kind of people you can expect, as the price of the tickets was not small.
The second part begins with a flute solo of Finnegan,
which then turns into ‘The words of the dove’, also from the recent ‘Salt’. We
then go back in time. 'My Star' is undoubtedly the oldest song of the evening,
as it dates back to the 70s and is still invariably played at every concert.
‘Plantan’ is an old hit from the 80s.
On 'Little Star' - a song from the ‘Russian period’ in
the 90s - we see someone who is so moved by the extraordinary beauty of the
song that she starts to cry. During the concert, we quite often observe people
sharing hugs and exchange friendly and compassionate glances. It’s raining
splendid songs that leave no one indifferent: ‘When the pain stops’, ‘Silver
from my lord’...
A drinking song like ‘Glasses’ is on the list. ‘Put up
the glasses. They say I cannot drink, but I do it anyway!’ The quiet closing
song ‘on your own feet’ also refers to the Russian drinking culture, because it
is a toast to the skill of returning home on your own after a night out.
Fortunately, some encores follow. ‘Tea’ is derived
from the first official ‘Blue Album’ in 1981. The particularly poignant
‘Yoshiwara Flowers’ stood on ‘Psi’, a highly experimental album from 1999, when
Aquarium was reborn for the second time. The band ends everything with ‘A day
of joy’, a song from the period of the BG Band, but that was re-recorded a few
years ago with the magical flute of Brian Finnegan. We are not the only ones to
get high on the sound. Grebenshikov is strumming his guitar in ecstasy as
Finnegan produces pure beauty with his flute.
What a beautiful ending for this extraordinary
performance. Of course, the focus was put on the new work of Grebenshikov, but
this man proves that at a higher age - he is 62 - you can still write wonderful
music. He has never been driving on adrenaline and excitement only and was never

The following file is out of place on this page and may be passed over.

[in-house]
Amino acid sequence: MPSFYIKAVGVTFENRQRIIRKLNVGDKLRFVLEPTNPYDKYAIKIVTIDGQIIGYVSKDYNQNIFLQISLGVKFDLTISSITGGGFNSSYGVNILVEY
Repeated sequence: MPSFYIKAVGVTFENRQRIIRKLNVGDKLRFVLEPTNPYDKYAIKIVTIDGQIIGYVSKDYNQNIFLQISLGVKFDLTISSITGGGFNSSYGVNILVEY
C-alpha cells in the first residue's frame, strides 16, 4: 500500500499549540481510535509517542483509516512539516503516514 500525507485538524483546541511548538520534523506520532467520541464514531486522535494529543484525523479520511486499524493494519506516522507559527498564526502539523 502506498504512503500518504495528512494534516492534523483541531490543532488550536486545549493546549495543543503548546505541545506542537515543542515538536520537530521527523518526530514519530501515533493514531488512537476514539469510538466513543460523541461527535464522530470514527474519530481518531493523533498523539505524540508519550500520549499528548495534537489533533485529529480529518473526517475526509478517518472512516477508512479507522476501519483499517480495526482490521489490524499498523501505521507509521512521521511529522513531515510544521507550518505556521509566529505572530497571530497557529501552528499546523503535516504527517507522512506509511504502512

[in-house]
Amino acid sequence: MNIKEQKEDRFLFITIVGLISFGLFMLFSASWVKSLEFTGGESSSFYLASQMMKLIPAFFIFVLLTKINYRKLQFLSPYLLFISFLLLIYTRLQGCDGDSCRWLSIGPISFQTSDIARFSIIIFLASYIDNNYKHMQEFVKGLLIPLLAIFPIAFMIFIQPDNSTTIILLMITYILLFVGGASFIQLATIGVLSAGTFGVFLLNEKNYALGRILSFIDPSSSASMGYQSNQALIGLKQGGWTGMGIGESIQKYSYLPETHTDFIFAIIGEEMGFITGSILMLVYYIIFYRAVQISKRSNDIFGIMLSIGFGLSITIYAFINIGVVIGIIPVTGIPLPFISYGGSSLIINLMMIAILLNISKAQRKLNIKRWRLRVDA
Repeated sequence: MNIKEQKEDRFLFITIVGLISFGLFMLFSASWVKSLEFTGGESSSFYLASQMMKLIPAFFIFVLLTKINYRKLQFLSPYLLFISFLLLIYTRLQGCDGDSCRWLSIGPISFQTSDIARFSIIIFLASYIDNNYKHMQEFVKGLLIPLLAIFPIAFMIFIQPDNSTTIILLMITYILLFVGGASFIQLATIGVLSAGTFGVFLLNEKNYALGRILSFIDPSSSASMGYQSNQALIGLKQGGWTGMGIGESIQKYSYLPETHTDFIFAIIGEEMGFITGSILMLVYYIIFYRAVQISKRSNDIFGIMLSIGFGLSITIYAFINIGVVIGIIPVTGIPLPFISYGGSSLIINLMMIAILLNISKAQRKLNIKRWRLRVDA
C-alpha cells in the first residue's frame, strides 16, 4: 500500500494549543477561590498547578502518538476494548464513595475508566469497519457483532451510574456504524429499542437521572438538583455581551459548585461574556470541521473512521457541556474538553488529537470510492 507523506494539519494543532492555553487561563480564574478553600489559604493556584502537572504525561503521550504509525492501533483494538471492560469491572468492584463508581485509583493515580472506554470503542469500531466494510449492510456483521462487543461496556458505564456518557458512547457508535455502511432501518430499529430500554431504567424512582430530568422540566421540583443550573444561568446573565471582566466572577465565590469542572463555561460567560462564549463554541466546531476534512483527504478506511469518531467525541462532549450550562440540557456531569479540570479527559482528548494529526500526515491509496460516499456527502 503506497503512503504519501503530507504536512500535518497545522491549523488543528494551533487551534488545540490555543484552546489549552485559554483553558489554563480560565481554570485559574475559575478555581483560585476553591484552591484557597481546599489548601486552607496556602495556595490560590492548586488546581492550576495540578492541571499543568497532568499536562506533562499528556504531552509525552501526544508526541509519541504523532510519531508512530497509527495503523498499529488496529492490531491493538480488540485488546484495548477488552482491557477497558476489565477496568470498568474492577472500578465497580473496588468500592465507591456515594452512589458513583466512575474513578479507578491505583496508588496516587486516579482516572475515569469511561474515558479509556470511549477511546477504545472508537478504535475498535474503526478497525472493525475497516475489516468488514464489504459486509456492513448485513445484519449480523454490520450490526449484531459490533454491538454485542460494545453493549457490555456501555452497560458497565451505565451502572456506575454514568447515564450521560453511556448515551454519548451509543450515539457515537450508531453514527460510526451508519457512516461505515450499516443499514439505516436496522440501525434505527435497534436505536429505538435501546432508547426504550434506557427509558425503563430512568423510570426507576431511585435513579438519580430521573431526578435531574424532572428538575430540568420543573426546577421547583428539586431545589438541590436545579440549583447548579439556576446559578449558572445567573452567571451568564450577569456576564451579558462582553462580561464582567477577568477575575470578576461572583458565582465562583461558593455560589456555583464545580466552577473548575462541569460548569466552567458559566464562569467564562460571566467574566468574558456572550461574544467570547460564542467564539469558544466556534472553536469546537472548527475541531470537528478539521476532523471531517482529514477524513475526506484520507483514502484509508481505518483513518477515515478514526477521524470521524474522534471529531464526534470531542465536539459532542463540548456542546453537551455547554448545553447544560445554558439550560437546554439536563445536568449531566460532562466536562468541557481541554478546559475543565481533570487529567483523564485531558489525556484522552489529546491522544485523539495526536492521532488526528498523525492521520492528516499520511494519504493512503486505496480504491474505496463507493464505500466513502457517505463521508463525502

ashamed to write sensitive songs. Many songs were relatively new, but there
were - especially in the second part - also a lot of oldies. For me, the first
part was fantastic and the second sublime. I hope we can see Boris Borisovich
at work in Belgium again in the future. Xavier Kruth
Set 1: Sitting on a beautiful hill - The Lord is
visible - Push - I came to drink water - The words of the Rasta man - white
horse - Violets and ladybugs - Arigato - Indescribable - Tempora Mutandur (new
number) - Dog Roller (new number) - Look into my eyes and tell me that it is
your will (new number)
Set 2: The words of the Dove - My Star - Plantan -
Little Star - Instrumental song - ?? - When the pain subsides - March of the
sacred cows - Silver of the lord - Glass - on its own two feet
Bis: Tea - Yoshiwara Flowers - The day of joy
Cet 1: Сидя на красивом холме - Господу Видней - Дуй -
Пришел Пить Воду - Слова растамана - Лошадь Белая - Анютины Глазки и Божьи
Коровки - Аригато - Неизъяснимо - Tempora mutantur (новая песня) - Собачий
вальс (новая песня) - Посмотри мне в глаза и скажи что это воля Твоя (новая
Cet 2: Голубиное Слово - Моей звезде - Платан -
Звездочка - инструменталь - ?? - Когда пройдет боль - Марш Священных Коров -
Серебро господа моего - Стаканы - На ход ноги
Чай - Цветы Йошивары - День Радости
Little star (live in Lviv):